From there, they went south of Malheur and Harney lakes an then turned north towards what is now called ‘Crooked’ river. In crossing the plains the Gray train, had no particular hardships but their trials came after leaving the Warm Springs. Out on the Oregon desert the train was at one time out four days without water for their stock and had only a small amount left in kegs for human use. After finding water they were again almost famished for want of water before they reached the Deschutes river about two days travel for their ox teams north of where Bend is now. After striking the latter river the train lay by for three or four days to hunt for the so called Meek’s trail.
They found the blazes of the trail made by Meek near where Bend is now and again lay by and rested for three or four days The train then took its way up into the Cascade mountains and crossed well up on the south slope of the south of the peaks known as the “three sisters” and then down the middle branch of the McKenzie river to Eugene. The Gray family settled near Corvallis, Oregon. In 1861, the deceased George G. Gray, helped drive a band of cattle up the Columbia river in March to Eastern Oregon and on June 1st, of that year he arrived in what is now known as Lewiston, and which was called Lapwai, Idaho. From that time until in 1865 or about that time he was occupied in packing form Wallula and Walla Walla, Washington to the Idaho mines and mines in British Columbia.
During the winter of 1865-65, his pack train was snowed in and wintered at Deer Lodge near Helena, Montana. In 1865 he went to Boise, Idaho and engaged in supplying cattle to the butchershops, In 1871 or about that time he came to Union county and settled here. In February 1874 he was married to Sarah Sylvina Jasper who survives him. From their marriage until his death they lived upon the farm where he died.
He leaves surviving him to mourn his loss besides his wife, seven children, twenty-two grand children, and three great-grandchildren as well as a host of other relatives and friends. He was during his whole life known for his kindness and friendliness and at his home on the farm the latch string was always out. More than one person has reason to thank Uncle George Gray and his kindly family for a home, a place to sleep and something to eat during the days of adversity or illness and the stranger traveling on the road with no particular destination in view has with him found a stopping place for days and weeks with little cost or trouble to himself.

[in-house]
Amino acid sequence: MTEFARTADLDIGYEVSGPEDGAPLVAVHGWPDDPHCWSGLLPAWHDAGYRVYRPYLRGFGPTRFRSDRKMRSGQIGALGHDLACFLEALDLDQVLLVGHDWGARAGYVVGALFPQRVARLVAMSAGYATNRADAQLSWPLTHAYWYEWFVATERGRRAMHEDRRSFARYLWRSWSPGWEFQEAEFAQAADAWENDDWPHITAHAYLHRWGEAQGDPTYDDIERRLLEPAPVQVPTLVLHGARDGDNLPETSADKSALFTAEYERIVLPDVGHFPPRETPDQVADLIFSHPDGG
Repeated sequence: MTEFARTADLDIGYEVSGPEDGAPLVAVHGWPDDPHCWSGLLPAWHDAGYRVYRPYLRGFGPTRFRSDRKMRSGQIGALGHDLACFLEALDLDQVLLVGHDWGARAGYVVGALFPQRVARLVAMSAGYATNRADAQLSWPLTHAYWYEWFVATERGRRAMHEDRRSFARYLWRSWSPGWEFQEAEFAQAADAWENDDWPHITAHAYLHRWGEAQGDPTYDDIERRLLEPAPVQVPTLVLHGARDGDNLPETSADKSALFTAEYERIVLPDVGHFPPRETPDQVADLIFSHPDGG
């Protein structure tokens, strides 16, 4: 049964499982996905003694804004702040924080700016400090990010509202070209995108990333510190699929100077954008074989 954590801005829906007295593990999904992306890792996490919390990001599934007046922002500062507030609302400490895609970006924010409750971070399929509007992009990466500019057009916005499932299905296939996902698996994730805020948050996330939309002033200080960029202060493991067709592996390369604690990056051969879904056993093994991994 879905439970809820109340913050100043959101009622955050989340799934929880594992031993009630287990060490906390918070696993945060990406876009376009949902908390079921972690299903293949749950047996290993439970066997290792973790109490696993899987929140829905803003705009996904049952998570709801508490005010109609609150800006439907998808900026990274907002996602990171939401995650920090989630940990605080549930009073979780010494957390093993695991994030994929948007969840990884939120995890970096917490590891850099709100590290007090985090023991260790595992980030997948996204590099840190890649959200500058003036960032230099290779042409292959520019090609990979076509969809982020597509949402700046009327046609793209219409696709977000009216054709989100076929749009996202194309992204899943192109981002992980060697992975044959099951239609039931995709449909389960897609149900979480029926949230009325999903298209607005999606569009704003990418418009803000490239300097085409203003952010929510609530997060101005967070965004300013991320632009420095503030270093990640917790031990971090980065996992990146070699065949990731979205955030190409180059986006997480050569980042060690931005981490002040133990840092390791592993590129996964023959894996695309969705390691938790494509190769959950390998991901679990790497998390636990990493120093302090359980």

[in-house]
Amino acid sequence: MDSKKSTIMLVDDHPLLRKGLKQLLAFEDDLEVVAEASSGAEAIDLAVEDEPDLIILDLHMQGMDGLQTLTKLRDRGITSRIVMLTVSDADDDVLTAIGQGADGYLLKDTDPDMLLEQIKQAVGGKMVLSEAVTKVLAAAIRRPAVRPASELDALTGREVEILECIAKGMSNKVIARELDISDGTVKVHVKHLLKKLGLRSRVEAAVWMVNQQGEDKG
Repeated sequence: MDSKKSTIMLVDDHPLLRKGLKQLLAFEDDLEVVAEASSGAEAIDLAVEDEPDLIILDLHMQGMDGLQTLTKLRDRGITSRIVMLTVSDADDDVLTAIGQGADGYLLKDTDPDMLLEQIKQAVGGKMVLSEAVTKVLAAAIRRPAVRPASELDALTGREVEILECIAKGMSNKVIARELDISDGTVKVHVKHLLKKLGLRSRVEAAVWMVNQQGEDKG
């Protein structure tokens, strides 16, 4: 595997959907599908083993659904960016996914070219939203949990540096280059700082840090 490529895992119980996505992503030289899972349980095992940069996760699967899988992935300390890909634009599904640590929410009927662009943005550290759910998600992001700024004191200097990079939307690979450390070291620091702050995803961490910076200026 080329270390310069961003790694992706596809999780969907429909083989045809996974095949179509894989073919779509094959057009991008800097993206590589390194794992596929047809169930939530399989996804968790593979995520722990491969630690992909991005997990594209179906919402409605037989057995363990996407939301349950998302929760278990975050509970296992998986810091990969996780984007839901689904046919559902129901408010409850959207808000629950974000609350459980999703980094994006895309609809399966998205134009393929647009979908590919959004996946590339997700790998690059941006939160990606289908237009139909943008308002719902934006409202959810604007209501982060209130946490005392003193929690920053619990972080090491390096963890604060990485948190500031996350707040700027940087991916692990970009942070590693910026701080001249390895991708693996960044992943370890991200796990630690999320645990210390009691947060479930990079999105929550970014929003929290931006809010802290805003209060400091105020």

Many times has the writer of this short sketch stopped overnight with Mr. Gray and his family when his children were small and enjoyed the evening before the fire in the old fireplace and until well into the night talking of the events of the day, which at that time consisted generally of matters about the farms, the horses and cattle and on the writer’s part answering questions bout members of his father’s family. We will miss Uncle George Gray, the last with but one exception of the families of Robert Doke Gray and Elbert E. Taylor, who crossed the plains in 1853, and made the first crossing with wagons over the Deschutes river near where Bend is now. The other member of the two families mentioned is Hughes Taylor, who was at the time but a child and who was too small to remember the events of the trip. – La Grande News.
Oregon Trail Weekly
North Powder News
Saturday, August 6, 1928